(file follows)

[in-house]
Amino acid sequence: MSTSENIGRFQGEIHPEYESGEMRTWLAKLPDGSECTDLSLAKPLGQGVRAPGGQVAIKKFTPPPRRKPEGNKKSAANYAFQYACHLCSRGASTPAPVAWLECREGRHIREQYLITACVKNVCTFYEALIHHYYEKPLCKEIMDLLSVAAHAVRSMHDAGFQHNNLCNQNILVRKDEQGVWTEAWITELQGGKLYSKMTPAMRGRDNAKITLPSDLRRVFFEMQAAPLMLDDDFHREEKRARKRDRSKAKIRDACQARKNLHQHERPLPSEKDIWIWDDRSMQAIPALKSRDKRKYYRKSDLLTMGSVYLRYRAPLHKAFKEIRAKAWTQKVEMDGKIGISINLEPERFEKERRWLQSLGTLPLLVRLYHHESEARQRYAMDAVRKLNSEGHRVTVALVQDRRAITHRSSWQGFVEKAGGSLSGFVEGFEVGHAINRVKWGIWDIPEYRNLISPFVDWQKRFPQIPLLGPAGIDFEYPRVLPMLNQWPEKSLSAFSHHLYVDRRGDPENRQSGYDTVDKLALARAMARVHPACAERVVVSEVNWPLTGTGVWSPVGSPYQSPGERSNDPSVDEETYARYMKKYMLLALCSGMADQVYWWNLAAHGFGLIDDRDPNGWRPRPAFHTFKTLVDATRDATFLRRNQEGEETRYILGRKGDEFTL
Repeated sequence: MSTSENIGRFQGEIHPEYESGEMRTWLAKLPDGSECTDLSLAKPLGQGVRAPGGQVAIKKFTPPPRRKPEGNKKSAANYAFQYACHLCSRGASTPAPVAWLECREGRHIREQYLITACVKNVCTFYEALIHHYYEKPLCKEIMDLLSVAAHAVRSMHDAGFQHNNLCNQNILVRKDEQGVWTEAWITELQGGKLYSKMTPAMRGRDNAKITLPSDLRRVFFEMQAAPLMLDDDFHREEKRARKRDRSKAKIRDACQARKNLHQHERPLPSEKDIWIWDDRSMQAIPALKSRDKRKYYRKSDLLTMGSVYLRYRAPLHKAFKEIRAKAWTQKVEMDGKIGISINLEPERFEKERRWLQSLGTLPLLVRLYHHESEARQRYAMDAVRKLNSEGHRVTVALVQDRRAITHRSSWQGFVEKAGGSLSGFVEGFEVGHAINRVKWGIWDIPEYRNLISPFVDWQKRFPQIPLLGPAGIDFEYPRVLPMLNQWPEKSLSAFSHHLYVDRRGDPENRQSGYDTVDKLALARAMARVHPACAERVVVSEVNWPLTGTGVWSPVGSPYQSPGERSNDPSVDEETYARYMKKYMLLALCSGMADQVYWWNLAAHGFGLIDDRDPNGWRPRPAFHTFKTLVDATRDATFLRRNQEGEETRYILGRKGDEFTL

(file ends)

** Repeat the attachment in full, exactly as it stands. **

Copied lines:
[in-house]
Amino acid sequence: MSTSENIGRFQGEIHPEYESGEMRTWLAKLPDGSECTDLSLAKPLGQGVRAPGGQVAIKKFTPPPRRKPEGNKKSAANYAFQYACHLCSRGASTPAPVAWLECREGRHIREQYLITACVKNVCTFYEALIHHYYEKPLCKEIMDLLSVAAHAVRSMHDAGFQHNNLCNQNILVRKDEQGVWTEAWITELQGGKLYSKMTPAMRGRDNAKITLPSDLRRVFFEMQAAPLMLDDDFHREEKRARKRDRSKAKIRDACQARKNLHQHERPLPSEKDIWIWDDRSMQAIPALKSRDKRKYYRKSDLLTMGSVYLRYRAPLHKAFKEIRAKAWTQKVEMDGKIGISINLEPERFEKERRWLQSLGTLPLLVRLYHHESEARQRYAMDAVRKLNSEGHRVTVALVQDRRAITHRSSWQGFVEKAGGSLSGFVEGFEVGHAINRVKWGIWDIPEYRNLISPFVDWQKRFPQIPLLGPAGIDFEYPRVLPMLNQWPEKSLSAFSHHLYVDRRGDPENRQSGYDTVDKLALARAMARVHPACAERVVVSEVNWPLTGTGVWSPVGSPYQSPGERSNDPSVDEETYARYMKKYMLLALCSGMADQVYWWNLAAHGFGLIDDRDPNGWRPRPAFHTFKTLVDATRDATFLRRNQEGEETRYILGRKGDEFTL
Repeated sequence: MSTSENIGRFQGEIHPEYESGEMRTWLAKLPDGSECTDLSLAKPLGQGVRAPGGQVAIKKFTPPPRRKPEGNKKSAANYAFQYACHLCSRGASTPAPVAWLECREGRHIREQYLITACVKNVCTFYEALIHHYYEKPLCKEIMDLLSVAAHAVRSMHDAGFQHNNLCNQNILVRKDEQGVWTEAWITELQGGKLYSKMTPAMRGRDNAKITLPSDLRRVFFEMQAAPLMLDDDFHREEKRARKRDRSKAKIRDACQARKNLHQHERPLPSEKDIWIWDDRSMQAIPALKSRDKRKYYRKSDLLTMGSVYLRYRAPLHKAFKEIRAKAWTQKVEMDGKIGISINLEPERFEKERRWLQSLGTLPLLVRLYHHESEARQRYAMDAVRKLNSEGHRVTVALVQDRRAITHRSSWQGFVEKAGGSLSGFVEGFEVGHAINRVKWGIWDIPEYRNLISPFVDWQKRFPQIPLLGPAGIDFEYPRVLPMLNQWPEKSLSAFSHHLYVDRRGDPENRQSGYDTVDKLALARAMARVHPACAERVVVSEVNWPLTGTGVWSPVGSPYQSPGERSNDPSVDEETYARYMKKYMLLALCSGMADQVYWWNLAAHGFGLIDDRDPNGWRPRPAFHTFKTLVDATRDATFLRRNQEGEETRYILGRKGDEFTL